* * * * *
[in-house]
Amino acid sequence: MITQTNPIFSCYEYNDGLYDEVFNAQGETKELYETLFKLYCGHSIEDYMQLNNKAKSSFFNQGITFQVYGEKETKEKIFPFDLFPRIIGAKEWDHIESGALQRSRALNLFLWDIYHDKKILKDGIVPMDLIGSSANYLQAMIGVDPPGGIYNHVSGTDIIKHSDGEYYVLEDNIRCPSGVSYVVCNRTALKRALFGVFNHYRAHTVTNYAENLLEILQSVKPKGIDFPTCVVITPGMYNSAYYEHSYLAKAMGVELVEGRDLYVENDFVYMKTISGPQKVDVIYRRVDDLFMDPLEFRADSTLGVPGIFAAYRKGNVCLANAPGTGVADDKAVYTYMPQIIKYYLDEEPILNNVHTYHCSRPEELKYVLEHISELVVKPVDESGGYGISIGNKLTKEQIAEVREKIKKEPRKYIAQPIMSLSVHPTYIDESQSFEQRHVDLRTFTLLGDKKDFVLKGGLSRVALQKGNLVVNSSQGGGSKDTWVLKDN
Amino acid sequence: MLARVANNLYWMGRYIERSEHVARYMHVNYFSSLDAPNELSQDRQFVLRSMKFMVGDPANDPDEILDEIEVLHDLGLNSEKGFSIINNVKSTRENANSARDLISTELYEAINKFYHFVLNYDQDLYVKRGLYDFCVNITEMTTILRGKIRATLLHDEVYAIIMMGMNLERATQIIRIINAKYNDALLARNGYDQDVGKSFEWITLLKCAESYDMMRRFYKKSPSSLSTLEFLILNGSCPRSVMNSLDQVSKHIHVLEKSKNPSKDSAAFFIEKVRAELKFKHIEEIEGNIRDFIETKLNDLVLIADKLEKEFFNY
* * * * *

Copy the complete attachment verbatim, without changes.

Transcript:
[in-house]
Amino acid sequence: MITQTNPIFSCYEYNDGLYDEVFNAQGETKELYETLFKLYCGHSIEDYMQLNNKAKSSFFNQGITFQVYGEKETKEKIFPFDLFPRIIGAKEWDHIESGALQRSRALNLFLWDIYHDKKILKDGIVPMDLIGSSANYLQAMIGVDPPGGIYNHVSGTDIIKHSDGEYYVLEDNIRCPSGVSYVVCNRTALKRALFGVFNHYRAHTVTNYAENLLEILQSVKPKGIDFPTCVVITPGMYNSAYYEHSYLAKAMGVELVEGRDLYVENDFVYMKTISGPQKVDVIYRRVDDLFMDPLEFRADSTLGVPGIFAAYRKGNVCLANAPGTGVADDKAVYTYMPQIIKYYLDEEPILNNVHTYHCSRPEELKYVLEHISELVVKPVDESGGYGISIGNKLTKEQIAEVREKIKKEPRKYIAQPIMSLSVHPTYIDESQSFEQRHVDLRTFTLLGDKKDFVLKGGLSRVALQKGNLVVNSSQGGGSKDTWVLKDN
Amino acid sequence: MLARVANNLYWMGRYIERSEHVARYMHVNYFSSLDAPNELSQDRQFVLRSMKFMVGDPANDPDEILDEIEVLHDLGLNSEKGFSIINNVKSTRENANSARDLISTELYEAINKFYHFVLNYDQDLYVKRGLYDFCVNITEMTTILRGKIRATLLHDEVYAIIMMGMNLERATQIIRIINAKYNDALLARNGYDQDVGKSFEWITLLKCAESYDMMRRFYKKSPSSLSTLEFLILNGSCPRSVMNSLDQVSKHIHVLEKSKNPSKDSAAFFIEKVRAELKFKHIEEIEGNIRDFIETKLNDLVLIADKLEKEFFNY